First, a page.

Evan Gattis might not threaten Christian Bethancourt behind the plate but that doesn't mean he won't make an impact somewhere with Atlanta

Introducing Evan Gattis

If you haven’t heard of Evan Gattis yet… you have now. A few people had him on their radar before the season started but most of us only put him on there recently. Gattis has a great story, and he could have an even better bat. For some background on the kid (trust me you will want to read this) check out DOB’s article on him.

For those of you to lazy to go and read the whole thing I will give you a piece of it:

Seven months later, he got an itch again. Returned to Texas along with his brother, who’d been working at a Utah ski resort. The Gattis boys took jobs as janitors in Dallas at Datamatic – “we found it on Craig’s List” – then moved on to become cart-boys at a golf course.

“Right about this time I started finding these spiritual teachers or whatever on YouTube,” Gattis says, “and I thought, these mother******s  know what I’m talking about. They’re speaking my language, whatever they’re saying.”

Gattis met with one such advisor when she came through Dallas. She said something that convinced him to drop everything and follow her to Taos, N.M. He told his parents a few days before Christmas, then left.

He lived in a hostel at Taos and worked at another ski resort there, but after three months Gattis was ready to move on.

I wasn’t sure exactly what pieces I needed to put in there for you because truly the story does need a full read. Hopefully that little snippet will be enough to get you going there.

But from the baseball side of things, Gattis is just as interesting as his adventures with drugs, gurus, and spiritualists (his story reminds me of Josh Hamilton’s with a hippy twist to it). After returning to the game (hopefully) for good, Evan Gattis has opened quit a few eyes. One of the pairs belongs to Mark Hulet—prospect dude—from Fangraphs.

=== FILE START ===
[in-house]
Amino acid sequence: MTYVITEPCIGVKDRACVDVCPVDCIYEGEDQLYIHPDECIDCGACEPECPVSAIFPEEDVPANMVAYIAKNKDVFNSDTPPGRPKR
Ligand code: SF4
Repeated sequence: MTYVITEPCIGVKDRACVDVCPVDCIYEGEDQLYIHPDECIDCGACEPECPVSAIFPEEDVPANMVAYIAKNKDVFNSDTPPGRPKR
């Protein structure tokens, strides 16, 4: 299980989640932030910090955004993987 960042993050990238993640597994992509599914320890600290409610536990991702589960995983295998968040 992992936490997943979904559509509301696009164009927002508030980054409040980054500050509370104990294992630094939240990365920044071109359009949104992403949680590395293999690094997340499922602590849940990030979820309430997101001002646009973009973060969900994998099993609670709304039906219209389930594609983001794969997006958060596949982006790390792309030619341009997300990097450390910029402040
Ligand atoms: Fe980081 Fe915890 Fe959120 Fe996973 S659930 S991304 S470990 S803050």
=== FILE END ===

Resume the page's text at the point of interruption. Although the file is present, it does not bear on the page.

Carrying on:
In Mark’s regular Prospect Stock Market series he recently wrote a bit on the Braves’ player of intrigue:

He is also hitting for both power and average in the early going, but it’s something he’s done throughout his three-year pro career.

Here are some of Gattis’ stats since he has been with the Braves.

2010(R) 60 242 4 2.5% 18.2% .099 .341 .288 .339 .387
2011(A) 88 377 22 6.6% 14.1% .278 .328 .322 .386 .601
2012(A+) 15 67 6 10.4% 10.4% .407 .372 .407 .493 .815

Yes people are going to rag on him consistently because of his age (25) comparative to his league but if he can continue to hit with success as the Braves push him through the minors (Hulet predicts they will be pushing him quickly which I agree with) he may start to remove some doubt.

He came into the organization as a catcher but he has already player a game in left field. I’m guessing this is because of several things.

  1. He’s essentially blocked in the organization at catcher with Brian McCann and Christian Bethancourt both in front of him (and David Ross for that matter)
  2. If he is going to be promoted to Mississippi, he will probably need somewhere to play. Right now Bethancourt is the catcher for the team.
  3. His defense has never been great behind the plate and this combined with the fact that Atlanta could use some outfielders next year in the system means a permanent move to the outfield now, makes sense.

I have always been one to pull for the guys who were never ‘highly touted’ or the ‘can’t miss prospect’ which is the main reason I am pulling for this kid. It’s great to see when guys make turnarounds in their lives and it’s even cooler when you can crush the baseball while you do it.

Like I said earlier people will be critical of him until he gets into double and triple A ball but he has improved with every new challenge in his professional career so far. You will immediately notice that his triple slash has improved in every category with each year and league but the more important thing in my opinion at this point, is his plate discipline.

His base on ball percentage has increased every year and his strike out rate has done the opposite. We still only have 15 games of data on him in 2012 but the trend is great to see.

Players and coaches have praised Gattis’ work ethic and attitude and I have even heard that when he hits the ball it ‘sounds different.’ All of these things are great to hear and I can’t wait to see what he can do in the outfield and in double A. The call-up should be coming soon, and with Prado likely becoming the every day third baseman in 2013, we could see him as early as next year in Atlanta. I’m not trying to jump to any conclusions—he still hasn’t hit above high A—but you can’t help but be excited for Evan Gattis.


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Tags: Atlanta Braves Evan Gattis Minor Leagues

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